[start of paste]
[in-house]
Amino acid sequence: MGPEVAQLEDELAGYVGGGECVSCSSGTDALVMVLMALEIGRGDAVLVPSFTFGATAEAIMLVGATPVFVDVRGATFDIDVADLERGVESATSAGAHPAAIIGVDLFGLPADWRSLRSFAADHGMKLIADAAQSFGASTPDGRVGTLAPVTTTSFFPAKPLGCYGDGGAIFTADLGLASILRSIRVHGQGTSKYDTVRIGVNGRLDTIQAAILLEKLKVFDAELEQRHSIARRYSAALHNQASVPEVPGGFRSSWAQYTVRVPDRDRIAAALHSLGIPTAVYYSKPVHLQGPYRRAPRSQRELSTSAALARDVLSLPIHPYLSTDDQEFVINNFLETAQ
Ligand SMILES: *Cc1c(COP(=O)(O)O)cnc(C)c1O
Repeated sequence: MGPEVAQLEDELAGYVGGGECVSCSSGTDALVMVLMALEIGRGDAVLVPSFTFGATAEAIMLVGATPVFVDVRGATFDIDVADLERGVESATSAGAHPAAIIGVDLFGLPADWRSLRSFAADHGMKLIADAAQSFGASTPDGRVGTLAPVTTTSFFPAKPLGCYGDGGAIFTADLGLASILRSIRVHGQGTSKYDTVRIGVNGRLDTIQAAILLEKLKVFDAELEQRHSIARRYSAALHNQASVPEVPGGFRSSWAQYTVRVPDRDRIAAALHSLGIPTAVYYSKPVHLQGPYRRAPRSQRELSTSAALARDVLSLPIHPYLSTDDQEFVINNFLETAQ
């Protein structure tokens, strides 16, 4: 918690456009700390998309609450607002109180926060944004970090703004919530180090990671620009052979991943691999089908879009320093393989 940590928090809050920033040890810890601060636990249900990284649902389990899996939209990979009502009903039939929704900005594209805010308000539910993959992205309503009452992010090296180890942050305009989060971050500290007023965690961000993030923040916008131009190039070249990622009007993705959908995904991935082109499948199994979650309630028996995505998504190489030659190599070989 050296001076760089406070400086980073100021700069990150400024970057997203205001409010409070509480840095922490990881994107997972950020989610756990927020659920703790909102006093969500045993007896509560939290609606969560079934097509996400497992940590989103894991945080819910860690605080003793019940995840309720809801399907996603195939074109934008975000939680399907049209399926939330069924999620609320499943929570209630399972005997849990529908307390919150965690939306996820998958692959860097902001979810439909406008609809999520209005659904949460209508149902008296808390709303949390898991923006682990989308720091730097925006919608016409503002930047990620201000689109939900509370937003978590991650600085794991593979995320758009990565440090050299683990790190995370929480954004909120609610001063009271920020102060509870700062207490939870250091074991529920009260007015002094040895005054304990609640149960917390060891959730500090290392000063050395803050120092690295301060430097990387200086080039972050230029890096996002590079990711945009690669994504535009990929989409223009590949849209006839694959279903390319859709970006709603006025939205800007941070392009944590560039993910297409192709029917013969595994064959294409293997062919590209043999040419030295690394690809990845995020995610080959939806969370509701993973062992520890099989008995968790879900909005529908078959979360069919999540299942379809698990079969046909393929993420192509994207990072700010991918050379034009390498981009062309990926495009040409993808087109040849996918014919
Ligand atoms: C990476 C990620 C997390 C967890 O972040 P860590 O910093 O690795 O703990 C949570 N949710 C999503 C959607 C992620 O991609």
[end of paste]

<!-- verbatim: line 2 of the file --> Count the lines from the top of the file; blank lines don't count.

Amino acid sequence: MGPEVAQLEDELAGYVGGGECVSCSSGTDALVMVLMALEIGRGDAVLVPSFTFGATAEAIMLVGATPVFVDVRGATFDIDVADLERGVESATSAGAHPAAIIGVDLFGLPADWRSLRSFAADHGMKLIADAAQSFGASTPDGRVGTLAPVTTTSFFPAKPLGCYGDGGAIFTADLGLASILRSIRVHGQGTSKYDTVRIGVNGRLDTIQAAILLEKLKVFDAELEQRHSIARRYSAALHNQASVPEVPGGFRSSWAQYTVRVPDRDRIAAALHSLGIPTAVYYSKPVHLQGPYRRAPRSQRELSTSAALARDVLSLPIHPYLSTDDQEFVINNFLETAQ